I’ve been there! I have gotten a well-deserved virtual slap on my face (or in this case knock-out) from a good friend when I started to tell how pissed off I was at work and with the new role or assignment that I had. I got instantly reminded that being pissed- off will show, and it will be draining all the energy I have. Instead of nagging I should plan how to make sure I and the people around me survive. I know the comment wasn’t meant to be a knock-out, but maybe just a little slap on the face, but to tell you the truth, it was, and I’m grateful! It takes courage to step on someone’s misery and disturb it. If you ever have felt that virtual slap or interference, and if you haven’t, now is a good time to thank the person who gave it to you.
Here’s some thinking I went through after my friendly knock-out.
Is it Time for a Life Balance Checkup?
When you’ve become accustomed to an excellent job with a supportive boss, setting high standards for yourself is natural. However, it’s essential to recognize that each role and assignment comes with challenges and opportunities. Rather than viewing the new task as a downer, we could consider it a chance to showcase your capabilities in a different light. The mentally exhausting and contradicting part is when you feel like you have already shown your capabilities in this light, too. I had a debate with myself. If I thought this was something I had done earlier, I should know the drill, and It shouldn’t take that much of my time. What else can I focus on during this assignment? Maybe now I would have the energy to brush up on my Spanish skills or a new hobby I have wanted to try. Life goes in cycles, so what fits my next cycle?
Beyond the LinkedIn Glance And Silent Ambitions
Be it a new, exciting, or not, it is crucial to remind yourself that your capabilities are not diminished by the nature of the new task. Even if the voice in your head tells you so. You can consider it an opportunity to prove that your skills are versatile and can be applied across diverse challenges. But at the same time, you can also make sure you have given your peers and your leader enough information about your desires and frustrations.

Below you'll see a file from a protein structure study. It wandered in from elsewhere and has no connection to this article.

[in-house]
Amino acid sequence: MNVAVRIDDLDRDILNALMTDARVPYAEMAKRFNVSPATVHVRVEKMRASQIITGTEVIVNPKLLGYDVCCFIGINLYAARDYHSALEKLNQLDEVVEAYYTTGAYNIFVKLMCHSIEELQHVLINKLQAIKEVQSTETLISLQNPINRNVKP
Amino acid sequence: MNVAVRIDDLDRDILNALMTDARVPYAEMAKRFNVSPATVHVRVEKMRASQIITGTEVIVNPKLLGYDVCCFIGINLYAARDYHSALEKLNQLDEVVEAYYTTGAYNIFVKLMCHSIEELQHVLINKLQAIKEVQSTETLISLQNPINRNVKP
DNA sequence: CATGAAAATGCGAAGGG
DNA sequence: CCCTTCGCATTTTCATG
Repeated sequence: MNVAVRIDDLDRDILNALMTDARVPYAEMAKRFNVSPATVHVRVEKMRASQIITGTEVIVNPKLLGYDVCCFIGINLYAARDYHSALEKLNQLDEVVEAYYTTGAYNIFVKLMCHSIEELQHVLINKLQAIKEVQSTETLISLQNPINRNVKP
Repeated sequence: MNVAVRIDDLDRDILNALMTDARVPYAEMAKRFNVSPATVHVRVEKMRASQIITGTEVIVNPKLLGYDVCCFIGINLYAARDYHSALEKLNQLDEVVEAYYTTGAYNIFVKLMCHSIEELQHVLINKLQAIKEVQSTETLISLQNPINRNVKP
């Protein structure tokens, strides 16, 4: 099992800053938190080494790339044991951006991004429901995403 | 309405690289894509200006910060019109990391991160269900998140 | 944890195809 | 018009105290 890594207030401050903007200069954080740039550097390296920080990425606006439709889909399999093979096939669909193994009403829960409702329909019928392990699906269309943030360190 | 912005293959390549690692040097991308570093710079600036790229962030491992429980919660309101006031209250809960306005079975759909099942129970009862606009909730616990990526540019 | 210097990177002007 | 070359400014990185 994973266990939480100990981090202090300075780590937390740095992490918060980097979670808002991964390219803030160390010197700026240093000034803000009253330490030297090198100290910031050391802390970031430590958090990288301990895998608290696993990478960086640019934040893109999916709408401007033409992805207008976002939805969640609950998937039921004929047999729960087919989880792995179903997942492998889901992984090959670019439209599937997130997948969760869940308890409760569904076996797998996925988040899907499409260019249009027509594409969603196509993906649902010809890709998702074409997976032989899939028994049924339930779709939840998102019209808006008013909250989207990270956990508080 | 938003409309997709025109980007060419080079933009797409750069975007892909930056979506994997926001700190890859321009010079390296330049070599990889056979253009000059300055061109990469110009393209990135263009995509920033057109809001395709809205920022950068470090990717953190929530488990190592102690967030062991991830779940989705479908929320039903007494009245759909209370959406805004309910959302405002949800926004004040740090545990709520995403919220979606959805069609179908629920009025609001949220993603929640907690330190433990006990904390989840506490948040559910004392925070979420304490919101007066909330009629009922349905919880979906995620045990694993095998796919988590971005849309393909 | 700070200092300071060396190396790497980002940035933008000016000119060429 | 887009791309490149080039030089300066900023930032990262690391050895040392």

Your colleagues may have checked your LinkedIn profile when you started and vice versa, but can you honestly give details of your peers’ past assignments and career preferences? Feeling underestimated can be a common reaction when transitioning from a role where you feel your skills were maximized, but have you voiced what you want and what’s on the “not-lists”? Personally I feel like I haven’t dared to express all my wishes or dislikes .
The Ever-present Influence of Power Dynamics
Expressing personal preferences can be challenging. When a colleague is ambitious and aims for the top, she/he/they can face the stigma of being labeled a gold digger or, at its worst, facing unfounded suspicions, even when twice as competent as colleagues.
I sometimes feel confined by the expectations of fitting into the stereotype of a nice, smiley, hard-working neighborhood girl. There’s a fear of voicing my ambitions and potentially being ridiculed, having witnessed my ex-colleagues practice this numerous times. There’s also a hesitation to step up at times, fueled by the fear of criticism after not delivering a flawless performance (like anyone could?), a scenario that I’ve seen played out repeatedly among my former colleagues.
It’s really discouraging to see that equivalent qualifications aren’t given the same importance. The traits we typically appreciate in male colleagues sometimes face unjust criticism when displayed by female counterparts. I get why this happens, but it’s frustrating that it impacts how I see myself. I’m aware of the underlying dynamics, yet despite that awareness, I can’t help but feel their impact on me.
So, after securing a rewarding role and task through hard work, feeling oneself pushed back into the stereotype of the “nice girl” doesn’t exactly spark motivation for diving into the next assignment, does it? 😉
Don’t get stuck in the pissed-off mode!
Rather than agreeing with your ego and viewing the new task as a step-down, reframe your perspective to see it as a horizontal move – a chance to broaden your expertise and contribute in different ways, maybe concentrate on something else you’ve wanted to learn on a side. Your past success is a testament to your capabilities; now it’s time to leverage those skills. The context could be the same or something different, and your job is to be professional. Embrace the challenge with the understanding that your ability to excel is not confined to a specific role but reflects your adaptability and resilience. In pursuing career success, climbing the corporate ladder often takes center stage. As dull and nonlinear as it sounds, horizontal growth can sometimes be just as, if not more, an enriching step to success.
If I learned anything from my thinking journey, it was not to get stuck in the pissed-off mode. So, if you feel like you’re drifting toward constant pissed-off mode, make a plan and get out of there! That’s the best thing you can do for yourself and the people you work with. There aren’t that many people who enjoy working with the Nagger 😉